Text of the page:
Why circulation? The concept, as the editors point out, includes contradictory impulses. On the one hand, the term refers to the tightly controlled circulatory systems that move information, products, and people through strictly regulated urban spaces. On the other hand, circulation also describes the “scattering and dispersal” that contributes to the ephemeral elements of the city that resist observation and description (p. 6). This apparent contradiction, as the editors demonstrate, is one of the strengths of circulation as a theoretical and methodological approach: it engages the tension between the ordering and chaotic forces that make up urban modernity. But does this recent focus on circulation really constitute a “circulatory turn” in critical theory, or does it merely add new temporal and dynamic dimensions to the tired “spatial turn” (p. 7)? Cultural poetics, for example, rejects the notion of a text as reflecting a time, place, idea, or population, instead seeing the text as being embedded in larger cultural, historical, aesthetic, and/or ideological discourses. The term “embedded” reveals the static notion of these texts as fixed places on a discursive network. Approached from the standpoint of circulation, the cultural artifact can no longer be seen as merely a conduit for ethereal discursive impulses. Instead, the artifact itself is seen as subject to the different rhythms that move it through spaces, populations, and events: rhythms of commuting, emigration, tourism, the news cycle, gentrification, decay, and the nomadic physical and virtual wanderings of the modern urban subject.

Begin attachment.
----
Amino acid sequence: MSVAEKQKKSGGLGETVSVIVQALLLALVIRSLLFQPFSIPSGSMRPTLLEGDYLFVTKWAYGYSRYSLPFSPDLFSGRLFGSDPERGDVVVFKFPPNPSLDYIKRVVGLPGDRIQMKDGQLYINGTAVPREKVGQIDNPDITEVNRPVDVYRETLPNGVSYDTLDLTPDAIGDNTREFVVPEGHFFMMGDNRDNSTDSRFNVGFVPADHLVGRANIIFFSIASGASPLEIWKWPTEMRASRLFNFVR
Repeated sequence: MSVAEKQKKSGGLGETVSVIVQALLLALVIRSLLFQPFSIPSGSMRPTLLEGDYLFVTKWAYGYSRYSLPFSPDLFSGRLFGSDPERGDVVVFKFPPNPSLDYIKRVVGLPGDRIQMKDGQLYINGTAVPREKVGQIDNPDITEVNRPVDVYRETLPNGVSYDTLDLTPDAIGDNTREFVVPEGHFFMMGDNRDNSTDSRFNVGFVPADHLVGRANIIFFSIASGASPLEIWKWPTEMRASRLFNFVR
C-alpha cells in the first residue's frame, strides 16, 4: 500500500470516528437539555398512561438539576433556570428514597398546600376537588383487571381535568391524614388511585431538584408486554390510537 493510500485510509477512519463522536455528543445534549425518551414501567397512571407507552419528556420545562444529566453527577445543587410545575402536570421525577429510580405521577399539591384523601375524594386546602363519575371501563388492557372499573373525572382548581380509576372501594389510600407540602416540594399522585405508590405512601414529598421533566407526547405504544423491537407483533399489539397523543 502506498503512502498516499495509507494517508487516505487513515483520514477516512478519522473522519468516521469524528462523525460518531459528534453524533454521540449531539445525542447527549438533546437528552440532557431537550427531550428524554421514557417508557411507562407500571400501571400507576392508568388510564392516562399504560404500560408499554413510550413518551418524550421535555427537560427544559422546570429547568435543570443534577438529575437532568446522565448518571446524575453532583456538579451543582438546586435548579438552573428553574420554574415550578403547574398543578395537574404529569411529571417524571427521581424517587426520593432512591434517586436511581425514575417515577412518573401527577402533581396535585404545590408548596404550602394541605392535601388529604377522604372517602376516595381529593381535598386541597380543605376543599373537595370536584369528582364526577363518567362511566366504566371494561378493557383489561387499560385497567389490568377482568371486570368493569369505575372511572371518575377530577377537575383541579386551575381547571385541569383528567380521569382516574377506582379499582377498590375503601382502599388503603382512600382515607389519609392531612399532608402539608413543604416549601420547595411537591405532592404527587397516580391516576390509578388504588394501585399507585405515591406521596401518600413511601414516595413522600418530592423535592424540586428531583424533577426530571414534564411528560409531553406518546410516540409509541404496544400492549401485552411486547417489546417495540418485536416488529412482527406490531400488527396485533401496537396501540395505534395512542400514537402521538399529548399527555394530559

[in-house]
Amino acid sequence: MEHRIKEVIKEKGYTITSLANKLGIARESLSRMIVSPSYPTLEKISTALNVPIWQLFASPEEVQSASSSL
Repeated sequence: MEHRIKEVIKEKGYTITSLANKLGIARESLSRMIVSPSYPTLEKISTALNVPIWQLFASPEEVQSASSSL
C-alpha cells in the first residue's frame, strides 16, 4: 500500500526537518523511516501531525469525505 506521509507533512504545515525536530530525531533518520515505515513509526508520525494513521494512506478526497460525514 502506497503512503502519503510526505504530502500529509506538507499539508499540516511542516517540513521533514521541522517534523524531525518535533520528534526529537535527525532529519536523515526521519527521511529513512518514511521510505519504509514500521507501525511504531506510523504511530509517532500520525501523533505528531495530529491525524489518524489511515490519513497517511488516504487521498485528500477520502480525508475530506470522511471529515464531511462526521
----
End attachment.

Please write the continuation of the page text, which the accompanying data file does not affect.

Cities are, of course, not merely the place where circulation happens. Urban spaces are created, dismantled, and reshaped by circulation. They function as transitional points in the circulatory process, nodes in a system that attract, absorb, and transform the people, things, and ideas that circulate through them. Boutros and Straw see their volume as an investigation of the different mobilities that make up urban landscapes and dreamscapes. The volume presents different theoretical concepts to grapple with the different cultures of circulation that exist simultaneously in the city, and the many phenomena that accompany these heterogeneous circulations. Using ideas from such diverse disciplines as media theory, anthropology, communications studies, and philosophy, the authors of the various essays present different tools for measuring and conceptualizing such phenomena as the intensity of movement, the material traces of historical rhythms, and the tensions between global and local circulations. The reader is confronted with discipline bending terms, such as rythmanalysis (Gaston Bachelard and Henri Lefebvre), many of which still might count as neologisms for urban studies scholars from different disciplines. Through most of the collection, however, the theoretical and technical concepts are grounded in the study of real artifacts, resulting in a volume that serves as an accessible field guide to the different disciplinary approaches to circulation in its urban context.